ATLANTA MAGAZINE

Return to Graham Colton

 

 


 

 

 

Graham Colton takes a spin at Vinyl, George Lefont celebrates a cinematic 35 years
Posted 11/1/2011 7:34:00 AM


When the finale to your hilarious, avert your eyes music video features you frolicking in a fountain while displaying some open-mouth PDAs, casting can be everything. No one has ever accused singer-songwriter Graham Colton of being stupid. "We cast my wife," says Colton of the video for his single, "Pacific Coast Eyes." The singer, who first shot to fame with his 2008 hit single "Best Days" (used on both "American Idol" and "Oprah"), comes to Vinyl at Centerstage in Atlanta Wednesday night to introduce fans to songs from his latest project, "Pacific Coast Eyes, Volume 2." "The director told us, 'I have this idea for an elaborate, sarcastic make-out scene in the middle of a fountain.' The chance for hitting a rough patch in your relationship is greatly reduced when the beautiful woman you're making out with is your wife." The video features Colton running and singing. For three minutes. So, is he a runner in real life? "Oh, hell no!" he concedes chuckling. "I haven't run like that since I played football in high school. I just said to the director, 'I don't want to be the guy with the guitar, lip-syncing for the camera again.' We had some fun with it."

As an artist, Colton prefers communicating more frequently with fans via EPs like "Pacific Coast Eyes, Vol. 2" and "Twentysomething" both released this year. "I did the whole 'make a record, tour as much as you can and wait three or four years and do it again,'" he says. "Now in this business, unless you're Coldplay, you can't really afford to do that. Fans want transparency and frequency. I like reconnecting in that sense."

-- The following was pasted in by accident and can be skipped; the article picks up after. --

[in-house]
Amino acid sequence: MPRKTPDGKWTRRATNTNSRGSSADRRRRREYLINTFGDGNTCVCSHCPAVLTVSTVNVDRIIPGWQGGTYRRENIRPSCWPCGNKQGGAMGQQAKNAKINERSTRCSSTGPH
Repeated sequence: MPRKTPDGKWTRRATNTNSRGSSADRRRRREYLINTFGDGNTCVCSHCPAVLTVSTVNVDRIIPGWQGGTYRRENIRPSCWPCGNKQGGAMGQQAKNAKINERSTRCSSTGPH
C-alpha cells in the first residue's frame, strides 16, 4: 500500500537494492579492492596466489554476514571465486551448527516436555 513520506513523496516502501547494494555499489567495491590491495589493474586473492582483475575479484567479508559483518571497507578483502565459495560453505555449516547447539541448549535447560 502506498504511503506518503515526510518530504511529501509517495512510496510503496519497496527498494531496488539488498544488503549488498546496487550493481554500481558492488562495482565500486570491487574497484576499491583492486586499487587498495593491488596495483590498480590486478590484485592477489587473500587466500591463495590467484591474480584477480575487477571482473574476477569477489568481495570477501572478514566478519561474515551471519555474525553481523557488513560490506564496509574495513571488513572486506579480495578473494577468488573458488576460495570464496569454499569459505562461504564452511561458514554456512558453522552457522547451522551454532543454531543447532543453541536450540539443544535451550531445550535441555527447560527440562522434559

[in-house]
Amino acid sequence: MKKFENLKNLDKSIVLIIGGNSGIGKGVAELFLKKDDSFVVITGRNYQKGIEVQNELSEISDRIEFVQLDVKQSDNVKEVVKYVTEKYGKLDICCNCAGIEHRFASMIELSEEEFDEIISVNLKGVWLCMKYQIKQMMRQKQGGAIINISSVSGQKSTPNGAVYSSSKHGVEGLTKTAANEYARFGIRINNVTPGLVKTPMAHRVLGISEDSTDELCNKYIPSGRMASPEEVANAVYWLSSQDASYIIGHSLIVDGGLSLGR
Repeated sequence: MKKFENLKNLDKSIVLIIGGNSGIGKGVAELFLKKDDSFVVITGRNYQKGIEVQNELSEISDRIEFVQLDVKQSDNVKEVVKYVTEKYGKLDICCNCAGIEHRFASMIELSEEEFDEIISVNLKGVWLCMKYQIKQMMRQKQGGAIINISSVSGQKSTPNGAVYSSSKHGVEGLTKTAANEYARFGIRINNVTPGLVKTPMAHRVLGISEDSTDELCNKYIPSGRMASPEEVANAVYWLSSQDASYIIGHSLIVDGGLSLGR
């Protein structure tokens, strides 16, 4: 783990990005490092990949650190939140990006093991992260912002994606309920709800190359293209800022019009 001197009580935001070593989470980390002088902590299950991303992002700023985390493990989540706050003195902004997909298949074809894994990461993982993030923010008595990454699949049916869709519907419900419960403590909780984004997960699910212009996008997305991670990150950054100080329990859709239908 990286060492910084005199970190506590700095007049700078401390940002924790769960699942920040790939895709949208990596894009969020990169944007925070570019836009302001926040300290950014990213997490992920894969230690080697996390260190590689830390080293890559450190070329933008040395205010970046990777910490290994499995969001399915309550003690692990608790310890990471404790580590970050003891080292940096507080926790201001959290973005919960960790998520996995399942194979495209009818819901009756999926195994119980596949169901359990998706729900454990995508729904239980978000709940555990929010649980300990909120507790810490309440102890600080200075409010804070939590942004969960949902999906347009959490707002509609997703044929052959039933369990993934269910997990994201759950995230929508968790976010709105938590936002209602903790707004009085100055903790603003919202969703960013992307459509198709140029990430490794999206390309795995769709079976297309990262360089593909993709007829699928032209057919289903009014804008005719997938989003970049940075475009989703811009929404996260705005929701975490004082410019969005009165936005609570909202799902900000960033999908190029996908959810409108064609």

Ten years ago, after scoring a record deal with Universal, Colton recorded his album "Drive" at Southern Tracks with Atlanta producer Brendan O'Brien. The album led to opening dates for John Mayer, The Dave Matthews Band and Kelly Clarkson. "I was 20 when we recorded that," Colton recalls. "Brendan was kind of our fifth band member. He taught us how to take our songs and play them for people. I remember thinking at the time, 'Wait, shouldn't a major label record sound a lot glossier?' But we trusted Brendan and it turned out to be the best thing. Making some big pop album at the time wouldn't have served me as well. I still play those songs. The record still holds up." For more info and tickets to Wednesday night's show at Vinyl, check out Colton's official website.